‘Shang-Chi’ is a Marvel Superhero With Daddy Issues
After 13 years and 24 films, I was starting to wonder if there was any juice left in a mega-franchise like MCU after all. But that thought was pleasantly muscled over by Destin Daniel Cretton’s Shang-Chi & The Legend of The Ten Rings. The film undoubtedly injects new energy into the cinematic universe. The energy I am referring to is one that has successfully brought together, the comic book obscurity and the MCU ethos.
First come, first serve thoughts point towards whether the film deserves better than an OTT watch. And for what it’s worth, every Marvel film has justified in its own ways, why it should be watched in a theatre. So did Shang-Chi.
The highest selling point is its refreshing all-Asian cast, which loyally pays homage to Chinese martial arts tradition without becoming derivative in essence. An extra hundred points for the absence of quick cuts, that which has been plaguing modern action filmmaking.
Related to Shang-Chi – Avengers: Endgame  Review – A fitting finale and a poignant farewell for the superheroes
The narrative follows its protagonist, Shaun, or as we know him, Shang-Chi. Shaun works as a valet, almost always accompanied by his best friend and partner in crime – Katy. At this point, the story revolves around the two leads having trouble explaining to the world that they are happy with their potential being invested in working as valets. Little do they know, that Shaun’s past, one that he’s been running away from, will come back to haunt them to the bone.
Until of course the film is abruptly interrupted by a badass fight scene in a bus, where the duo is confronted by men sent by Shaun’s father. Enter – Wenwu. It is at this point that Katy realizes that Shaun is no ordinary guy and it’s been an act all along. But the secret’s out now. Shaun is actually Shang-Chi, a trained assassin.
Marvel continues to add to its list of antagonists, or should I just say some badass villains? Wenwu is far from a Thanos or a Killmonger. But what sets him aside is his vulnerability. The man who is in complete control of the Ten Rings is the same man that longs for love and his dead wife, i.e. Shaun’s mother, Leiko.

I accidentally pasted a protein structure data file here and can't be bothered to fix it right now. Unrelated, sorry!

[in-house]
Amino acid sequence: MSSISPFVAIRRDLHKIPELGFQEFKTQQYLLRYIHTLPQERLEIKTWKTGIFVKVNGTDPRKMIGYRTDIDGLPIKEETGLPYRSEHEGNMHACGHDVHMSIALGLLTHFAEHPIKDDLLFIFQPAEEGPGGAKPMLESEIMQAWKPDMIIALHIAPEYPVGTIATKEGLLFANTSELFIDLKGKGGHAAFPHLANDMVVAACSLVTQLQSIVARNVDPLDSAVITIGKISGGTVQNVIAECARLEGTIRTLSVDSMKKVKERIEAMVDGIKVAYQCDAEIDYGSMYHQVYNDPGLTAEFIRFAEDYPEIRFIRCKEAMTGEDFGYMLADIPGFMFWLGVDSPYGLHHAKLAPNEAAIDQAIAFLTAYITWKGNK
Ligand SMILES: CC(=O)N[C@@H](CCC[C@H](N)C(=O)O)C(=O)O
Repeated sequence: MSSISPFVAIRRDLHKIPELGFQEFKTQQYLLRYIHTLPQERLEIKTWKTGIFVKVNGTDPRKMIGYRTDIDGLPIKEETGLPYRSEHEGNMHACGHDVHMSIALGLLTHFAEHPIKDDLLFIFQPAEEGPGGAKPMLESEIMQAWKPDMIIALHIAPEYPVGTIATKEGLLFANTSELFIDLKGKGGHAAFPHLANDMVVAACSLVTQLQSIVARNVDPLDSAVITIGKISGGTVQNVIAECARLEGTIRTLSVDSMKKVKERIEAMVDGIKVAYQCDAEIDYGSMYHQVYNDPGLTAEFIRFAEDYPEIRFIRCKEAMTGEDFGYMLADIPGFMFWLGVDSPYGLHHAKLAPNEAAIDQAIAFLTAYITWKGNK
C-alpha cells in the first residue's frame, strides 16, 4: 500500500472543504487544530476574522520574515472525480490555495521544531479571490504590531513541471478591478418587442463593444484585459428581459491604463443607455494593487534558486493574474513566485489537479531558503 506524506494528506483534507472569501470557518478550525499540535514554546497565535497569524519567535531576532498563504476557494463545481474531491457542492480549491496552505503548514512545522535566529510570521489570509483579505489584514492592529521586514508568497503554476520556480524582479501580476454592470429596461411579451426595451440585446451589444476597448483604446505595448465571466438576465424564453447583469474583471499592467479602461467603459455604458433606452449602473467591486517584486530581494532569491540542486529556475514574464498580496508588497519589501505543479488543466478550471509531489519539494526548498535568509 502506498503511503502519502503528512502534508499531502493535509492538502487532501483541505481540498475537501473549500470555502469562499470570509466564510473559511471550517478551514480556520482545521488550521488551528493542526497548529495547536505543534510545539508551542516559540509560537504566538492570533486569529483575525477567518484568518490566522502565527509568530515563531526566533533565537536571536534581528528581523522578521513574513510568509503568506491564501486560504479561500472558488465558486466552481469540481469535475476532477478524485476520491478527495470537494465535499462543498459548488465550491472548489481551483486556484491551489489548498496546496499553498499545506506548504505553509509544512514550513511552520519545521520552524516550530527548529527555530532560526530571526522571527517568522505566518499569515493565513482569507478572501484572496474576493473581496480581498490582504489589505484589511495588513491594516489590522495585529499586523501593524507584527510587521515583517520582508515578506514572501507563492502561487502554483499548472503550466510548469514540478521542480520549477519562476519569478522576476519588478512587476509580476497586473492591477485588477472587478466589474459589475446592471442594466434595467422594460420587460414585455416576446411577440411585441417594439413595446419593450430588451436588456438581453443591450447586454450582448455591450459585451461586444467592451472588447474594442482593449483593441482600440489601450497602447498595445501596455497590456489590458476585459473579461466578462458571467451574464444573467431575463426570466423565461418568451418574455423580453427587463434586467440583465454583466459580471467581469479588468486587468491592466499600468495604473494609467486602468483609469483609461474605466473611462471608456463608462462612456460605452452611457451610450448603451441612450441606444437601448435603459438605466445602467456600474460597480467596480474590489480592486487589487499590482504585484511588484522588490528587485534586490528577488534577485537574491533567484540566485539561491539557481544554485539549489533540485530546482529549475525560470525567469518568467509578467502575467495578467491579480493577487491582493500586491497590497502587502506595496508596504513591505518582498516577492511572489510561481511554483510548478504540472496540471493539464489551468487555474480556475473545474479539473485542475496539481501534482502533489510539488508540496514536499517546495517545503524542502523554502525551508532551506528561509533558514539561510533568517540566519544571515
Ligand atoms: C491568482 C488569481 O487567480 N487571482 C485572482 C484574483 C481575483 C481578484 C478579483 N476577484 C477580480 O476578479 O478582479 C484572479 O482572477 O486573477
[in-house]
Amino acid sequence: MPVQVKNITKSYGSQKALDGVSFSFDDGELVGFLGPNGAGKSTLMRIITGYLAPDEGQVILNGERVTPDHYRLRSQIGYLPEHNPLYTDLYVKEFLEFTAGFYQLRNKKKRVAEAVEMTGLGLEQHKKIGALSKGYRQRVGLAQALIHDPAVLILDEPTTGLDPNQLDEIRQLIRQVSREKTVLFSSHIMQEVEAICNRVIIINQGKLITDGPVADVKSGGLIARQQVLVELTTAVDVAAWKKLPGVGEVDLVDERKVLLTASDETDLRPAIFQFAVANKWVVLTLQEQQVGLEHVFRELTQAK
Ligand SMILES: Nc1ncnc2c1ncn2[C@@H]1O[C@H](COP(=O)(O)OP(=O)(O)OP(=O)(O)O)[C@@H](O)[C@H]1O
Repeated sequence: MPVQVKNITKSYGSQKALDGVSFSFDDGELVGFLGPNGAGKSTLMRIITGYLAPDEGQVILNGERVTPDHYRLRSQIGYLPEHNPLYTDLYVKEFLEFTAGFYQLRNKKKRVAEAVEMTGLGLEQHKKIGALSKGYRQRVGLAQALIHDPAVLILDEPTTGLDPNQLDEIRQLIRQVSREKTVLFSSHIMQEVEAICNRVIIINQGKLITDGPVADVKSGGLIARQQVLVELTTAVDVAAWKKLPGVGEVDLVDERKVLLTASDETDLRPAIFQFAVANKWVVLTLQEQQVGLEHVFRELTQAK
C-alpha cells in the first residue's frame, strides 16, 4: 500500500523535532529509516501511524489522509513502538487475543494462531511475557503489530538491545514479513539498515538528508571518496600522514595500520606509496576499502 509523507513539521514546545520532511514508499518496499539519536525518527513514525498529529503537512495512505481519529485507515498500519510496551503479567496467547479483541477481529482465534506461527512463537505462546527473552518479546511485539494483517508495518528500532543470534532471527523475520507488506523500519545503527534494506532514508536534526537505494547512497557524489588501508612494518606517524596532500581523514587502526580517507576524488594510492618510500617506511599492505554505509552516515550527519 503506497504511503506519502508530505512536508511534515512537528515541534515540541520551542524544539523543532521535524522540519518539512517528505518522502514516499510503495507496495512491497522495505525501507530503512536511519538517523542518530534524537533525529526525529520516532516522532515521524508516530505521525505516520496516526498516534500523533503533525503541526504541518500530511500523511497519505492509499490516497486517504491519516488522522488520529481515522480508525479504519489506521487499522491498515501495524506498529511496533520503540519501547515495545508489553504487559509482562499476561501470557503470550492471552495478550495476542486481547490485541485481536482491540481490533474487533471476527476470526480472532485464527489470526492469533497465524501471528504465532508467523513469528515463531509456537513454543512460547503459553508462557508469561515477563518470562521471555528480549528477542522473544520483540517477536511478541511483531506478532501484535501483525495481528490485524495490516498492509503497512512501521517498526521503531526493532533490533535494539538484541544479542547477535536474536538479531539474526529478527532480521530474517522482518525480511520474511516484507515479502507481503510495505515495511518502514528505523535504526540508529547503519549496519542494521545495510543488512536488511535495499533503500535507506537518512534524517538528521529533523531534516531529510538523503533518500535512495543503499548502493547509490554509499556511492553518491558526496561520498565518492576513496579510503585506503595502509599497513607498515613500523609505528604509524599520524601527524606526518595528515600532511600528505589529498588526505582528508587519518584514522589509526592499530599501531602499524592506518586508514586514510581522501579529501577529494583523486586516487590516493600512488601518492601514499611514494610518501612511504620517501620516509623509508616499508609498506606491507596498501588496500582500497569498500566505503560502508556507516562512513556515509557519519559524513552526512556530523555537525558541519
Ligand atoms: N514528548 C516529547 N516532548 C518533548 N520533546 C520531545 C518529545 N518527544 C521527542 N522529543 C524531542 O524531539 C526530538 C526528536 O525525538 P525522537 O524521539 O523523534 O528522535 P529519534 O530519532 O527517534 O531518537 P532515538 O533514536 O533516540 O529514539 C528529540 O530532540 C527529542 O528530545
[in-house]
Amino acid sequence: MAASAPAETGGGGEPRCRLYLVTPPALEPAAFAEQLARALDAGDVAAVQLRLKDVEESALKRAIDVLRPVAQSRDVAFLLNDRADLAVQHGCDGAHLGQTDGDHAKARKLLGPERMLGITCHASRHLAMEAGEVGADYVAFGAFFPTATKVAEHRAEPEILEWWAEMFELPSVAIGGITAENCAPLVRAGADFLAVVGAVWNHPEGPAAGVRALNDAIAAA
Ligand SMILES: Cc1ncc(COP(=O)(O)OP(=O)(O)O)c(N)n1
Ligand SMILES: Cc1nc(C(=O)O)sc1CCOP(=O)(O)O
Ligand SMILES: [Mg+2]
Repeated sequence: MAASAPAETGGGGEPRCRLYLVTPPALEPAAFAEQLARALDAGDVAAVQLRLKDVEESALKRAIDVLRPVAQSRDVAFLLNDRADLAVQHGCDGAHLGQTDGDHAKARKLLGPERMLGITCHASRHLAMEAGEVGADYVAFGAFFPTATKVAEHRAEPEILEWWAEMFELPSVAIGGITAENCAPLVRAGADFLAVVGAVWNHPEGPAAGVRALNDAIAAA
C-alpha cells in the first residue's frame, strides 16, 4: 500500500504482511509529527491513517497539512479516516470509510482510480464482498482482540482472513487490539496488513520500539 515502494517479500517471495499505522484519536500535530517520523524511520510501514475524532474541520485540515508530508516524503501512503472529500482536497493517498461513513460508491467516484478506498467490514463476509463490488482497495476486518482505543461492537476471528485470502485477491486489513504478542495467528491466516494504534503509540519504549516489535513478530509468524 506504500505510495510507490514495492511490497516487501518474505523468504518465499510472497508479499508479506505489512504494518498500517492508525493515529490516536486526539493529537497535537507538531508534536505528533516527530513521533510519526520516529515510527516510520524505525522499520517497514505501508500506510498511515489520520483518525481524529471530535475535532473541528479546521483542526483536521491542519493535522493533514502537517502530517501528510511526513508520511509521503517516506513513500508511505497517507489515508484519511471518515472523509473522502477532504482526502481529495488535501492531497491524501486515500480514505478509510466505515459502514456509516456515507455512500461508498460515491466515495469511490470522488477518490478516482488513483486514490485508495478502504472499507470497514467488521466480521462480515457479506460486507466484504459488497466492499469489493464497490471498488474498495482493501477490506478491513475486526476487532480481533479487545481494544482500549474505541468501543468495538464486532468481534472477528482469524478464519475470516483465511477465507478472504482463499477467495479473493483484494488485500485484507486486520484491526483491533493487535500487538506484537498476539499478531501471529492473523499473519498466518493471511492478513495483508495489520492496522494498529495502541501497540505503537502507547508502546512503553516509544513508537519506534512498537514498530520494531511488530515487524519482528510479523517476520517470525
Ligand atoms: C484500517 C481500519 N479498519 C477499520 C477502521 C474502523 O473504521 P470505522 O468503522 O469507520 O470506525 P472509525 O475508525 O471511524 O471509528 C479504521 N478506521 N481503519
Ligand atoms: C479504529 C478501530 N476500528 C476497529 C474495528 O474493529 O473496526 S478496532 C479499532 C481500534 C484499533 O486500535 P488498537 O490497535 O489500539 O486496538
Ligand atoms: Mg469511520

Some of the finest fight sequences, tightly choreographed to the point of not realizing that you’ve been watching two characters fight for over three minutes. Not a boring moment.
Shang-Chi does not fit the MCU formula. If I had to explain my previous statement, it could possibly be via something like:
In essence, Shang-Chi is closer to Spider-Man: Far From Home, than it’ll ever be to a Captain America. This is not a film about legends. This is about finding the ordinary in a superhero, which basically diverts my attention towards the most empowering message that the film offers: You are your own superhero.
Recurrent reminders through the rest of the character base of the film that the world is now fully aware of Thanos and his ability to click (read: wipe out half the world population). Bringing to the forefront, possibly the most human superhero written in film, after of course Deadpool.
The film leaves you with a kind of edgy excitement, one that you’ll let your mind relish in when they roll out the end credits. I for one almost forgot about Marvel’s post-credit tactic. An extra scene from a wholesome film you thought you finished watching.
The end lets the audience welcome Shang-Chi to his new beginnings as a superhero. That’s all I’ll tell you for now. Here’s a little bit of a boost for you to watch this one; It has not one but two scenes. So, stay till the end and don’t dumb out as the credits roll. It’s a sly but great trick!